How to Get More Patient Reviews
3 Essential Questions Doctors Must Answer
Patient reviews have the potential to become a doctor’s greatest marketing asset. They can turn into a best referral source, bolster your reputation, and help grow the practice with new patient volume and new patient revenue. Check off these essential questions before you start collecting.
Left unchecked, patient reviews – and their ability to influence the “buying choices” searchers make when selecting your practice– will remain out of reach.
Essential Question 1 – HOW Will You COLLECT Reviews?
Consider patient flow. How many patients do you treat in a day? A week? A year? Doctors specializing in elective procedures may be able to approach patients and ask for a review directly. If you work in a busy ER, your collection strategy will be vastly different. And checkout, the most assumed time, is the least conducive for high flow practices. Still, if checkout is not hectic and patients are not in a hurry, checkout may work well. Each practice is different.
WHICH Collection Methods Work Best?
Based on our experiences, platforms designed to survey patients while in your practice perform well in most environments. These platforms usually take the shape of tablet devices and come equipped with simple but comprehensive surveys. Reviews collected in this way are easy to track and ask little of the patient’s time. A metric comparing number of collected surveys to those posted online is key for success.
What About Asking Patients to Post After Leaving the Practice?
Asking patients is the obvious solution. We endorse it. But patients are busy and, once home, will forget unless they are reminded. Email reminders are critical to keep the request front and center. For certain practices, this strategy works. But keep in mind – asking a patient in person is a flesh and blood interaction, and therefore memorable. You (or your staff) control that experience. Email reminders have the power to reach hundreds of patients at once. But personalizing them is difficult, and unless you have written authorization, it could violate regulatory rules concerning email marketing.
An even better question to ask yourself is this…
Do you even trust your vendor (helping you get reviews) to successfully place a reminder email into your patient’s inbox?
What About Review Cards?
Cards are good physical reminders. But cards get buried in wallets, lost under car seats, and they cost the patient nothing to throw away. It’s very difficult to track their effectiveness.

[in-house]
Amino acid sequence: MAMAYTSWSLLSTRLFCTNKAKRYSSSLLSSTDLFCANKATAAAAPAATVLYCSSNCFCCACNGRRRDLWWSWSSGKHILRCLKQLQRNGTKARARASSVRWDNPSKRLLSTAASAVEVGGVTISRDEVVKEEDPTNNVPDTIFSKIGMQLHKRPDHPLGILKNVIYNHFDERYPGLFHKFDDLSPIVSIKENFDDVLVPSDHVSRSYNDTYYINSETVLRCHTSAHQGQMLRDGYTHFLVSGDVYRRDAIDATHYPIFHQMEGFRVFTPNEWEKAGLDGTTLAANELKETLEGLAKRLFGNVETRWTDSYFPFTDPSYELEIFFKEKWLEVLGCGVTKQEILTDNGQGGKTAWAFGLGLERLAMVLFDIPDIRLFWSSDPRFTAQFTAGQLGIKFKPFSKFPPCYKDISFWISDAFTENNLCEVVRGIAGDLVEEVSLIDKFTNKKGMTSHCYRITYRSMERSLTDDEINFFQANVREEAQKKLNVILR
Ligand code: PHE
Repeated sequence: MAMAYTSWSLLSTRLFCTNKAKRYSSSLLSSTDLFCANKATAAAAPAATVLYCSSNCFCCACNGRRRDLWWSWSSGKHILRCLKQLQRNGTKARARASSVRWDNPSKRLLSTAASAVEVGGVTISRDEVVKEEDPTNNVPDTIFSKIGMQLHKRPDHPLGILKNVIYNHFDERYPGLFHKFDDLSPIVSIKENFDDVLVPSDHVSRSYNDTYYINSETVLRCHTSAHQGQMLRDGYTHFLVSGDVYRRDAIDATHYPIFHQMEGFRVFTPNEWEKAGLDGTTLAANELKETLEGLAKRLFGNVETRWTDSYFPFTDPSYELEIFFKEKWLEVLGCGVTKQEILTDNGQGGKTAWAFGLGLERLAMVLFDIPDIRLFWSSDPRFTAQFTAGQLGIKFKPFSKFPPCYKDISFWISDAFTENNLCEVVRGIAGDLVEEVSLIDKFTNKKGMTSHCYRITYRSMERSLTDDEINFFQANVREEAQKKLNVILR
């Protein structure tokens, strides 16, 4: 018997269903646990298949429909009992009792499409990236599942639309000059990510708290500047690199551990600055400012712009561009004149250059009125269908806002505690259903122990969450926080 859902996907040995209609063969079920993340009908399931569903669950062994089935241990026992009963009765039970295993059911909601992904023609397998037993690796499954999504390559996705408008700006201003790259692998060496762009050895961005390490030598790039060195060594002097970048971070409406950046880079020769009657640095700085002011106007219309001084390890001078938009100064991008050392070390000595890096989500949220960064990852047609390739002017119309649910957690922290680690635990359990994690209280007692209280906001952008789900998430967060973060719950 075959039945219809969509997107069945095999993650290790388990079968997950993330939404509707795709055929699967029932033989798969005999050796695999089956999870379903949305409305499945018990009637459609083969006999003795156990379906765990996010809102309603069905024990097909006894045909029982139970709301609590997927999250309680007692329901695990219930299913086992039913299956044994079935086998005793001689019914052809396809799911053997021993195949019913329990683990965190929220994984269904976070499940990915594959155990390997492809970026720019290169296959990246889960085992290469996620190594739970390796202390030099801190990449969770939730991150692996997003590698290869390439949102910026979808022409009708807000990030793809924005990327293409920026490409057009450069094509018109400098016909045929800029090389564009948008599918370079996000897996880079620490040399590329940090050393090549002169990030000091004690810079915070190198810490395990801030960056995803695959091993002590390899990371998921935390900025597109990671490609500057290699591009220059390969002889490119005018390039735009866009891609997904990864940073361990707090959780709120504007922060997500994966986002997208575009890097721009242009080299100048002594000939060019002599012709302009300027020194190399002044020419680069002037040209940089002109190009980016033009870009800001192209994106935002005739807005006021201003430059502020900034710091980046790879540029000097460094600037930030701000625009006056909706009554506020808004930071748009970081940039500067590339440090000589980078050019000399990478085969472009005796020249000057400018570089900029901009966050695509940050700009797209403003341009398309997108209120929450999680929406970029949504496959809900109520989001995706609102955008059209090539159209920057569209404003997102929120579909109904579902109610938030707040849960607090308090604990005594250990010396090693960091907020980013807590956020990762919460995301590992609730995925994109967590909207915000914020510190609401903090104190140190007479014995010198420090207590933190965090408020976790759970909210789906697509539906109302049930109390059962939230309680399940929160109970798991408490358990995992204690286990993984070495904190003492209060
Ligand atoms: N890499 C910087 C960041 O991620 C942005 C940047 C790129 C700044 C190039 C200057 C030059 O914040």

Can I Offer Discounts in Exchange for Reviews?
This is a bad idea. Do not do this.
Whether the patient is offered money, discounted services, or a free procedure, the Federal Trade Commission frowns on reviews that are bought. Unless fully disclosed, the FTC can fine you. And a FTC slap will tarnish your reputation online. Doctors have been burned before.
Essential Question 2 – How Will You Post Patient Reviews Online?
If you already have a large body of patients you can survey, that’s great. And the faster you start collecting reviews, the faster you’ll see the benefits. But if most reviews fail to post online, that method of collecting patient reviews may not be the right fit for your practice.
PATIENT REVIEWS MUST BE PUBLISHED ONLINE TO BE USEFUL. OFFLINE CONTENT IS DEAD WEIGHT.
Collecting reviews is easy. Posting them online is hard.
Does eMerit Post Most Patient Reviews Online?
Yes. Reviews are captured at the point of service and posted online through a variety of methods. The vast majority of those reviews are posted online. eMerit does not filter reviews.
Essential Question 3 – NEGATIVE Reviews Will Happen. How Will You Respond to Them?
If you ask a patient for his feedback, you must accept his criticism when it comes. Hopefully, it is constructive. Pretending a negative review will never happen (or ignoring it when it does) invites disaster. When you get a negative review, don’t panic. Everyone gets them. Remedies exist. But remember HIPAA and state privacy laws impact how doctors can respond to ALL online reviews. The good ones, the bad ones, and the ugly ones. Here is a common scenario to consider…
A Patient Just Left a Scathing Review Online – How Can I Erase It?
The short answer is you can’t. The long answer is you can – but it’s difficult. Posting online reviews is like publishing a book. Review content is the property of the author (the patient) and the publishing company.
For our example, let’s say the publisher is Yelp.
Our opinion? Focus more on collecting and posting more reviews. The positives will dilute the negatives.
Here’s another common scenario to consider…
My Patient’s Review is Full of Lies! Can I Reply with My Side of the Story?
If you can identify the patient, call him. Probe why he’s upset and, if reasonable, attempt to solve his problem. After he’s satisfied, ask him if he’s willing to remove or update his review. Make this a request, not a demand. You might be able to reply to the review directly, but unless you consult with an expert, you risk betraying patient confidentiality. And it does not matter if the patient has already volunteered information about his treatment.
If your reply betrays protected health information, you risk violating HIPAA.
How Does eMerit Help Doctors Manage Negative Reviews?
When a doctor joins eMerit, he is matched with an account manager certified in HIPAA compliance. His account manager monitors his collection efforts and notifies him when a negative review is spotted. If the doctor wants to respond to the negative review, his account manager helps him do so in a HIPAA compliant way. Future postings are then optimized to give new patients a more complete picture of the doctor’s long-term performance.